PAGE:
In 2017, cybernetic attacks without precedent from WannaCry and NotPetya stressed to what point responses caused by incidents and reactions were not enough to effectively address the cyber criminal modus operandi that is evolving very quickly.

The response Protocol to European Union emergencies determines procedures, roles and responsibilities of key actors within the EU and beyond: secure channels of communication and points of contact 24 hours for the exchange of vital information, and with general coordination.

The Protocol details the complementing of current mechanisms for crisis management in the EU with the rationalising of transnational activities and facilitating collaboration with the pertinent European and international actors, taking full advantage of Europol resources. Moreover, it facilitates collaboration with the web and information security community and members of the relevant private sectors.

Only cybernetic security events of a suspicious and criminal nature are within the scope of the Protocol; it does not include incidents or crises caused by a natural disaster, a mistake caused by man or a failure in the system. Therefore, in order to determine the criminal nature of the attack, it is vital that the first reactions involves all the necessary measures to preserve electronic tests that could be found in the computer systems affected by the attack, which are essential for any penal investigation or legal proceeding.

Being an Agency of the EU for cooperation in police matters, Europol is obliged to provide support for member states in order to effectively detect, investigate, interrupt and deter large-scale cyber crime, if it appears to be of a criminal nature.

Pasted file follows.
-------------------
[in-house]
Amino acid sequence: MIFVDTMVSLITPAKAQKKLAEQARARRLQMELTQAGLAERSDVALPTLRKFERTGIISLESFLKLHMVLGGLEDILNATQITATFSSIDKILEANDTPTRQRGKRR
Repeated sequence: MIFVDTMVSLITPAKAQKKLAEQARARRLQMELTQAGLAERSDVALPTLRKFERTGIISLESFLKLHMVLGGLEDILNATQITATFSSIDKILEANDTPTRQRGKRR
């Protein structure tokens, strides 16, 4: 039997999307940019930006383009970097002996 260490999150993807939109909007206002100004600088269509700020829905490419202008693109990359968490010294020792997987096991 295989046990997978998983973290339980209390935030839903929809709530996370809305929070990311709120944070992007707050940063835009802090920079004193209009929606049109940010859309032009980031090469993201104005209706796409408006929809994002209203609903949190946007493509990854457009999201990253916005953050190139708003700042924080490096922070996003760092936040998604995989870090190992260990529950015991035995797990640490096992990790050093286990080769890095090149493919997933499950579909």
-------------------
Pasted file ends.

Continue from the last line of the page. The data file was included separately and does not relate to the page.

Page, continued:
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Europol coordinates an operation against international and illegal trafficking of medication

MedicamentsAn operation carried out by police authorities, the customs and the healthcare community of 16 European countries has meant the apprehension of over 13 million medical doses, with a market valueof over 165 million Euros.

These confiscations are part of the coordinated operation carried out by Europol MISMED 2 against the illegal trafficking of medication across Europe.

The operation directed by the Gendarmerie Française and the Finnish Tulli (customs), with the support of the Intellectual Property Crime Coordinated Coalition(IPC3), MISMED 2 carried out  435 arrests and confiscated articles with an approximate value of 168 million Euros , including 13 million units and 1.8 tons of medication. 24 organised criminal groups were intervened and criminal assets with a value of 3.2 million Euros were retrieved.

These joint actions were carried out over seven months (April-October 2018).

Since the operation began last year, the number of countries that participated in MISMED grew substantially, reflecting the growing commitment of many states to address this threat. With this operation, 7 new countries (Belgium, Bulgaria, Cyprus, Lithuania, Portugal, Serbia andthe Ukraine) have joined the new EU member states (Finland, France, Greece, Hungary, Ireland, Italy, Romania, Spain and theUnited Kingdom).

Misuse of certain medication is a serious and growing problem to be addressed at a European level. Organised criminal groups increasingly engage in this field of crime, as it provides very significant profits for the authors and the risks are relatively low regarding detection and associated penal sanctions.